If you have children who play youth basketball, you’re familiar with the lop-sided score, where one team is so outclassed you wonder if you’ve stepped into the filming of one of those wacky sports movies.
But I saw something that few women’s basketball fans have ever seen – a team held to only three points and 0-for-24 shooting in the first half as Georgia Tech rolled over the visiting Tennessee State Lady Tigers 82-11 on Thursday night. The 11 points by Tennessee State was the fewest points scored by a Division I women’s basketball team in history.
Tennessee State turned the ball over 19 times in the first half and didn’t score until 11:05 remaining in the first half when freshman guard Jasmine Brimm hit a pair of free throws off a foul by junior center Sasha Goodlett. Georgia Tech’s 27-0 run to start the game was halted…but the Yellow Jackets were just getting warmed up. The only victory the Lady Tigers would leave Atlanta with was a moral one for hanging in there. The Lady Tigers shot 3-for-50 during the game, only hitting six percent of their shots. The first Tennessee State field goal came with 15:52 remaining in the second half - by Brimm, who scored six of the 11 Lady Tiger points. For the longest time, it looked as if Georgia Tech might hold Tennessee State to single digits. With 3:27 left in the game, sophomore guard Jasmin Shuler put the Lady Tigers into double digits, but Tennessee Tech would only score one more point. Their 11 total points was five points short of the 16 points scored by previous low-score record holder Texas Southern in a 76-16 loss to TCU on December 30, 2002 – exactly eight years ago to the day. (Sandora Irvin was a sophomore for the Horned Frogs, scoring 15 points, 12 rebounds, 6 blocks and 4 steals.) Freshman guard Tyaunna Marshall led all Georgia Tech players with 16 points, shooting 8-for-10. Senior guard/forward Alex Montgomery scored 11 points and 11 rebounds for the Yellow Jackets. Junior forward Chelsea Regins scored 16 points in a career high game and played only 18 minutes.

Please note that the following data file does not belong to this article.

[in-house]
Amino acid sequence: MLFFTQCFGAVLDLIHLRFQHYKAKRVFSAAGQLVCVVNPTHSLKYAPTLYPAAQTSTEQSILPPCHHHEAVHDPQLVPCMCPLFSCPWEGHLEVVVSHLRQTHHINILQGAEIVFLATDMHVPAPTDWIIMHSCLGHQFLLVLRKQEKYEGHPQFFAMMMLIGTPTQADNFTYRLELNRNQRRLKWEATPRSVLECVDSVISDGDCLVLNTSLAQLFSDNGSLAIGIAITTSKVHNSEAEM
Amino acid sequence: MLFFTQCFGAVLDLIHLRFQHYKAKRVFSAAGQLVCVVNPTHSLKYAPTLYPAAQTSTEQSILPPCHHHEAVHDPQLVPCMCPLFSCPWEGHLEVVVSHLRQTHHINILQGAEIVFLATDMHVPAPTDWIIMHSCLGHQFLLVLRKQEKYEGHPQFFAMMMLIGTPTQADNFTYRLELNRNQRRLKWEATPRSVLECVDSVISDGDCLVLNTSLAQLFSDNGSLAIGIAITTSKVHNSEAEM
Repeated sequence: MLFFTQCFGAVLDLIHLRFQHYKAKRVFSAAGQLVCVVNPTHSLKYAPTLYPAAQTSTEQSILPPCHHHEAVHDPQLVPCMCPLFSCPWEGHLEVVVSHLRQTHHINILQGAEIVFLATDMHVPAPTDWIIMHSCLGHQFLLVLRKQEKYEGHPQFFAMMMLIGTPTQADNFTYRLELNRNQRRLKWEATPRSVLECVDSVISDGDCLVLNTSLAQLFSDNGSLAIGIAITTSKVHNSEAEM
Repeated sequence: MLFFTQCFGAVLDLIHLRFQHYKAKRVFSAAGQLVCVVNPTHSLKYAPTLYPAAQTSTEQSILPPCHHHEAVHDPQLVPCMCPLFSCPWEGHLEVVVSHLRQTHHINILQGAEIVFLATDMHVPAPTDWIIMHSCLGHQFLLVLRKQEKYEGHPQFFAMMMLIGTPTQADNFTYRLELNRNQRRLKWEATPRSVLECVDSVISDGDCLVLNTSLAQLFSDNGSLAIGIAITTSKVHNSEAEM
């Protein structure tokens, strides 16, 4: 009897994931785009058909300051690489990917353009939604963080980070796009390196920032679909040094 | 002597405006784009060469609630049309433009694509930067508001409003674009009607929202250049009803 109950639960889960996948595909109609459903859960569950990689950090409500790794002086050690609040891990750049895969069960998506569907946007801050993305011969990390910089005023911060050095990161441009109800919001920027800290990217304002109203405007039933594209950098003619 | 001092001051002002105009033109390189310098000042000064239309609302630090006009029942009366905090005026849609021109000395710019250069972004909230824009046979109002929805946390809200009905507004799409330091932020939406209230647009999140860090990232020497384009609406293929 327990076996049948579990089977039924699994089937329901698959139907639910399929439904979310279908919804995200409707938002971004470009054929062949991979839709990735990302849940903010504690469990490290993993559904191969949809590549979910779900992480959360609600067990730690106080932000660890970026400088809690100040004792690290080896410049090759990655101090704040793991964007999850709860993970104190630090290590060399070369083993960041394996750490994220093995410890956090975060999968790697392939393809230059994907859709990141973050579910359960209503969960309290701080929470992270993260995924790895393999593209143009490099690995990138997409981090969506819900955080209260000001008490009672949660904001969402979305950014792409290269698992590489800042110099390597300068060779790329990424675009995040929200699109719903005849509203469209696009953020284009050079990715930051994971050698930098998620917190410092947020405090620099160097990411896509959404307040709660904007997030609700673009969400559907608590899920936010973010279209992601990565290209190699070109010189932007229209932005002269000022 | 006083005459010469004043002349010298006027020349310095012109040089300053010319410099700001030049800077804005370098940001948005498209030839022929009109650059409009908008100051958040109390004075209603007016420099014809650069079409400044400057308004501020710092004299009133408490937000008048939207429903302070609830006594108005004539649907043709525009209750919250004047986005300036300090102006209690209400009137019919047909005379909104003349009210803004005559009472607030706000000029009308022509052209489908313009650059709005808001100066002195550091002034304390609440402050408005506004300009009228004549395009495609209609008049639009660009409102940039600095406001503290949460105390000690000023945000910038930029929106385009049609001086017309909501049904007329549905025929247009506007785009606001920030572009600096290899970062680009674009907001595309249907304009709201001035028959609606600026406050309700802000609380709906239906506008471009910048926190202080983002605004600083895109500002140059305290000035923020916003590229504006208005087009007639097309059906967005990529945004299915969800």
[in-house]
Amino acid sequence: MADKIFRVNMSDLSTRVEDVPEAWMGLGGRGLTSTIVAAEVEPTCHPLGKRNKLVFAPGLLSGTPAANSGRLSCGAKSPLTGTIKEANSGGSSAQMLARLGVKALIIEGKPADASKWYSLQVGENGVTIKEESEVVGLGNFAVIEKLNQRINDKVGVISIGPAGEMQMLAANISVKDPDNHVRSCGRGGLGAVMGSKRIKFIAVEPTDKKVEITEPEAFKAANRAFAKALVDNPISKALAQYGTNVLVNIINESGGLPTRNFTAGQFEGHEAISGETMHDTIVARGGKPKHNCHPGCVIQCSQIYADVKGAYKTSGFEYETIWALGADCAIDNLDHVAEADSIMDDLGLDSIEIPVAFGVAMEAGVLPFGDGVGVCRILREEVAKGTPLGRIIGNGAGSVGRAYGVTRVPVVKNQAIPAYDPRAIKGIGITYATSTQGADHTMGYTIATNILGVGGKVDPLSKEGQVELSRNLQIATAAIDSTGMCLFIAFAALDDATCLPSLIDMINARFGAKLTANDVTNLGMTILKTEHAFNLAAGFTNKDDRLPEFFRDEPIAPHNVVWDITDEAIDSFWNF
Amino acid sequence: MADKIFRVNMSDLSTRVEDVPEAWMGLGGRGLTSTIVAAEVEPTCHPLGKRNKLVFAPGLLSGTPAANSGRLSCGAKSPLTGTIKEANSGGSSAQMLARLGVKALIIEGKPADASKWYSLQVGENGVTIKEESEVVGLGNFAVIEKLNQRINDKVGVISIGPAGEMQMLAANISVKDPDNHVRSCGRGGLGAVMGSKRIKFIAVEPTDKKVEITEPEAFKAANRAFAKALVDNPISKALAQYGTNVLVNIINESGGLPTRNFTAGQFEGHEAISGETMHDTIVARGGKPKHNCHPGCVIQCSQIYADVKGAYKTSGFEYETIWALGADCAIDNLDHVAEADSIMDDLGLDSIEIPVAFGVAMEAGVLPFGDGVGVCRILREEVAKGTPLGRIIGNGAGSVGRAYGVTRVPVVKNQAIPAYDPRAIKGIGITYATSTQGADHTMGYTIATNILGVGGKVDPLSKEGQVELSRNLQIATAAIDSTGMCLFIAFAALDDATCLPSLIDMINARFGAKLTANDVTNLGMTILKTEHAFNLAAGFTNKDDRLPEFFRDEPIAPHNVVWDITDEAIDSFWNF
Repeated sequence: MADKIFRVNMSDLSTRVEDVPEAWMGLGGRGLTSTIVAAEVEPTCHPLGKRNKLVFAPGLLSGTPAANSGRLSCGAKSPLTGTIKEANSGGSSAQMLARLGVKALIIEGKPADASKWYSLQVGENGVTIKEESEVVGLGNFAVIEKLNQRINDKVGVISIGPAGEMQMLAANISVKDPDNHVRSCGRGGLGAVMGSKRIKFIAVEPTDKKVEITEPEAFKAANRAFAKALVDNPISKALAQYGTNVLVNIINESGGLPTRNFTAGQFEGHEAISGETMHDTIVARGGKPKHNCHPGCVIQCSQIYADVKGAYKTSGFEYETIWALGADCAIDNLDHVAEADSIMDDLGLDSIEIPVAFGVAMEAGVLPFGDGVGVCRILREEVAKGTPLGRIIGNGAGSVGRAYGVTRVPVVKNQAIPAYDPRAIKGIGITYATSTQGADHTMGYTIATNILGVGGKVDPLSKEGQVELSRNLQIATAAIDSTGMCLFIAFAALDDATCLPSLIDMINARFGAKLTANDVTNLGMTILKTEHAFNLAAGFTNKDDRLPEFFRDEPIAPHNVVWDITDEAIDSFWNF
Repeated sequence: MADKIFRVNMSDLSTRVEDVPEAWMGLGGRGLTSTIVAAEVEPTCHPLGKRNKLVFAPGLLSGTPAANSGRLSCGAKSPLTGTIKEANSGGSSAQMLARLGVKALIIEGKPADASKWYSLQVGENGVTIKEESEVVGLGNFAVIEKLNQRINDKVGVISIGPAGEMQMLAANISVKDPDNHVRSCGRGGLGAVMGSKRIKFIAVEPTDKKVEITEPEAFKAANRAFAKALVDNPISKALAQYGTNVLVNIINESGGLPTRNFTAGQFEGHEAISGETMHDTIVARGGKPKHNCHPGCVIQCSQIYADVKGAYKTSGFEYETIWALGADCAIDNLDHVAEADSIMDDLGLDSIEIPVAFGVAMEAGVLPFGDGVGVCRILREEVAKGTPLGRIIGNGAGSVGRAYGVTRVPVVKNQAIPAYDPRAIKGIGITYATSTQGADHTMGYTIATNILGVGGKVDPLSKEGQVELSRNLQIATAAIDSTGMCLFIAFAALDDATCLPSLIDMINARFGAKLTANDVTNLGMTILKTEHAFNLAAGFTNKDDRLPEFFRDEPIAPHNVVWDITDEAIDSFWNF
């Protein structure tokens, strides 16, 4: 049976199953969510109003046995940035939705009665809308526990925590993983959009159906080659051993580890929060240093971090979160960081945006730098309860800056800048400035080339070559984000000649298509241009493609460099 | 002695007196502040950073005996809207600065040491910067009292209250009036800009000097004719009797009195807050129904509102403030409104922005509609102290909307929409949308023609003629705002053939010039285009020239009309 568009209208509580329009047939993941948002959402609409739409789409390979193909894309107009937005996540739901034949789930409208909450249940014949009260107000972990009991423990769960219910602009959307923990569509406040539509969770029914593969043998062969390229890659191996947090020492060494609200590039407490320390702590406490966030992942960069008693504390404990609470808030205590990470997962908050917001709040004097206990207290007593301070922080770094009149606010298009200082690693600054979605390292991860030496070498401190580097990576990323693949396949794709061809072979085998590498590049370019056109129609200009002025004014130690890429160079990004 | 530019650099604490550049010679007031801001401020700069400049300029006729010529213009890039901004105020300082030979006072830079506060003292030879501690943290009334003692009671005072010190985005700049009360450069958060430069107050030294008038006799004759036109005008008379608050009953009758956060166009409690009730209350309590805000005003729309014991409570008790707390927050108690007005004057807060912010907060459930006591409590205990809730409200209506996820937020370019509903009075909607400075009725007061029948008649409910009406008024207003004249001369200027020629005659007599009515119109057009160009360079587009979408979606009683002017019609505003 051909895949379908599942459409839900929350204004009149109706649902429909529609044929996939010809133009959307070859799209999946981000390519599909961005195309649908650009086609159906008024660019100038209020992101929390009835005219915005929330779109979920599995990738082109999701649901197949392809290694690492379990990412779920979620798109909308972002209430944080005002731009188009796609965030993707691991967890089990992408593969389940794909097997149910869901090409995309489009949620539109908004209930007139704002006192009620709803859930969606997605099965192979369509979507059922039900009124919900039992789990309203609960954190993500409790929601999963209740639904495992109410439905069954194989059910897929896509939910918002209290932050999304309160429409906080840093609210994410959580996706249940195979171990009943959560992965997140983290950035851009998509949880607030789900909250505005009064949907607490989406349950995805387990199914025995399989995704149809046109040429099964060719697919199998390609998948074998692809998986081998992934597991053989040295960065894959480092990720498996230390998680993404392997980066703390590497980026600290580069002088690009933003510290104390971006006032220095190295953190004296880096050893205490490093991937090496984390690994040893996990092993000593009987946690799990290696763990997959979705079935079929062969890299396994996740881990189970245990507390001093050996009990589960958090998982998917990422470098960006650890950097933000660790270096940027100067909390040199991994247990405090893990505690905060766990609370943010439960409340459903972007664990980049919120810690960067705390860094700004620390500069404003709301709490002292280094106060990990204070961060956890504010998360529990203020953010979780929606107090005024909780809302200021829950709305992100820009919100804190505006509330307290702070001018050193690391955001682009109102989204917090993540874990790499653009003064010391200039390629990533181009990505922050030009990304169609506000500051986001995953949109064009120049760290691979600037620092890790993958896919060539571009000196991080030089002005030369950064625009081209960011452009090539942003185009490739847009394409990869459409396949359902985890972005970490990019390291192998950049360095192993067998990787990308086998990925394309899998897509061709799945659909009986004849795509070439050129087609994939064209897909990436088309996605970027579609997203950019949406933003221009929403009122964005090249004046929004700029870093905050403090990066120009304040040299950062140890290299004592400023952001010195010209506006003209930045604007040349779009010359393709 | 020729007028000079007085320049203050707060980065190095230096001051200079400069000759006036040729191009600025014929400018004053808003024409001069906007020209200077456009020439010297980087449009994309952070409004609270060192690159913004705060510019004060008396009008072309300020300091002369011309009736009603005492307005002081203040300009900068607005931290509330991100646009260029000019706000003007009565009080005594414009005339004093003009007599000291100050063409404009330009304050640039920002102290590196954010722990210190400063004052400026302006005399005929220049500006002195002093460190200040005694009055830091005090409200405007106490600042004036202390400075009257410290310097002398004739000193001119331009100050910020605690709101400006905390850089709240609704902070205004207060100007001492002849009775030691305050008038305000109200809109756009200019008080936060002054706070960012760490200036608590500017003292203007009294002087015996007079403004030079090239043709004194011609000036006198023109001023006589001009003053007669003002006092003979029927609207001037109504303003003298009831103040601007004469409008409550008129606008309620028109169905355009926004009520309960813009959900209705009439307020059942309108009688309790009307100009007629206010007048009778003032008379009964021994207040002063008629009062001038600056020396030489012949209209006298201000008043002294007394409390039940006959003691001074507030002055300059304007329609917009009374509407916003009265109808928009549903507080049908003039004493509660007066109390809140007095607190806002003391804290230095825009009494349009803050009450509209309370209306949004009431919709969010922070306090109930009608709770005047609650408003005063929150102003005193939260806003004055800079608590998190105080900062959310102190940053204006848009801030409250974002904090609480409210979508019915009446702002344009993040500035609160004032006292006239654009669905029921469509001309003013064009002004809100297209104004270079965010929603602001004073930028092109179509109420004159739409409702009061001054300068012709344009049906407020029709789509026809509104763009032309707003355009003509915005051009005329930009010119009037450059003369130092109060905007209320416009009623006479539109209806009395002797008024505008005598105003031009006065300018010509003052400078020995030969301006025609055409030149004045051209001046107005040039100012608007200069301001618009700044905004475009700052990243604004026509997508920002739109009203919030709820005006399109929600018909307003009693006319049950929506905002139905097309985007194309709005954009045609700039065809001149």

"I think Chelsea is a double point scorer for us – she can score in double figures every night because of her intensity level," Joseph said. Part of the Yellow Jacket intensity over the last two games comes from Regins. "In the last two games, she’s really set the intensity level for how we’re going to play. She came off the bench the other night [against Mercer] and really lifted us."
Sophomore forward Danielle Hamilton-Carter got her second start of the year. Both of her games as a starter have been marked by 50+ margins of victory. She hasn’t scored much in either game – zero points against Mercer and only two against Tennessee State – but her games in practice have earned her starts. Has Hamilton-Carter changed her game? Not really. She’s finally starting to get comfortable on the court after being ruled ineligible to play during her freshman season.
"It takes time, but I practice the same plays every day and I run the same system," she said, "so it’s just a matter of getting experience in the game."
Tennessee State played hard all game, and their never-say-die attitude was lauded by Joseph.
"They did everything they could possibly do on the defensive end," she said of Tennessee State’s losing effort. "It’s tough. Those games like that are tough to coach and tough to play. I really appreciated their effort for forty minutes."
Georgia Tech tied the NCAA Women’s Division I record for fewest points allowed in a half, leading 49-3 at the break. They now share the record with Florida State, who led Savannah State 54-3 at halftime on November 23, 2003.
The win gave Georgia Tech season highs in rebounds (59), assists (22) and forced turnovers (35).